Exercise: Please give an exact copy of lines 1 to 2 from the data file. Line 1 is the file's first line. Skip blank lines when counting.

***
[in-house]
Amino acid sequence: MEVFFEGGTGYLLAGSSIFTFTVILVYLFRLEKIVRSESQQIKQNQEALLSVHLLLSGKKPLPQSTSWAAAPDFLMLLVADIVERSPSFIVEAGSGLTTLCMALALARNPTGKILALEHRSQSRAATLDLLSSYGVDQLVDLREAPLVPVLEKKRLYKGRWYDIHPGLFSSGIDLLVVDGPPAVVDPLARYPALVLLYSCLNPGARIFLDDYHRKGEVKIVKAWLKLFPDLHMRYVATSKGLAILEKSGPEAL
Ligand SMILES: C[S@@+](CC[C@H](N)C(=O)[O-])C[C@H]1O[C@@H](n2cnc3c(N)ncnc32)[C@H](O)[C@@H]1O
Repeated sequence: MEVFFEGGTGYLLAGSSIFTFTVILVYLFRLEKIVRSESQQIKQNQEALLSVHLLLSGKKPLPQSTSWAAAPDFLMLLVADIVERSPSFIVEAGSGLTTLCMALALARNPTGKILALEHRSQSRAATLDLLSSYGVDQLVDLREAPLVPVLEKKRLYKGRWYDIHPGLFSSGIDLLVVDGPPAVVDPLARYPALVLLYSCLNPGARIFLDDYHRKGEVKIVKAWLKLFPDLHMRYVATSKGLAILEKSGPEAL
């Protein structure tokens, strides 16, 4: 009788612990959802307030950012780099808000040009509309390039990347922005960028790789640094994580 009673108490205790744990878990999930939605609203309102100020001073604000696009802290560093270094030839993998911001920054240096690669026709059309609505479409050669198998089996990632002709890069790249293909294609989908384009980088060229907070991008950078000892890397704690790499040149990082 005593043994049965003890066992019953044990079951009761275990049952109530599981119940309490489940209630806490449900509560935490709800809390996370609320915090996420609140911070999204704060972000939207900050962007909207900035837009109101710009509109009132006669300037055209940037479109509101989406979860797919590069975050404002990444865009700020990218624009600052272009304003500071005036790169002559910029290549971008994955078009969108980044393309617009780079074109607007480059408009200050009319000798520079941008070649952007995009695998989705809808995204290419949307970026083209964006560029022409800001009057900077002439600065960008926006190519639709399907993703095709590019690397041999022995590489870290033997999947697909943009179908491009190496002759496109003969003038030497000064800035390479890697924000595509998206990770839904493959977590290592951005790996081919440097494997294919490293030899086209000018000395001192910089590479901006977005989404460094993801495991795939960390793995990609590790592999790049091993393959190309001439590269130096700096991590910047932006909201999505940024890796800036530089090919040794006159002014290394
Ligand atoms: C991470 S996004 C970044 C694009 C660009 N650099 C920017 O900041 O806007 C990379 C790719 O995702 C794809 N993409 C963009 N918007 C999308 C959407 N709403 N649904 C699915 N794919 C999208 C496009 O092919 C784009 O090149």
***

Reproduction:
[in-house]
Amino acid sequence: MEVFFEGGTGYLLAGSSIFTFTVILVYLFRLEKIVRSESQQIKQNQEALLSVHLLLSGKKPLPQSTSWAAAPDFLMLLVADIVERSPSFIVEAGSGLTTLCMALALARNPTGKILALEHRSQSRAATLDLLSSYGVDQLVDLREAPLVPVLEKKRLYKGRWYDIHPGLFSSGIDLLVVDGPPAVVDPLARYPALVLLYSCLNPGARIFLDDYHRKGEVKIVKAWLKLFPDLHMRYVATSKGLAILEKSGPEAL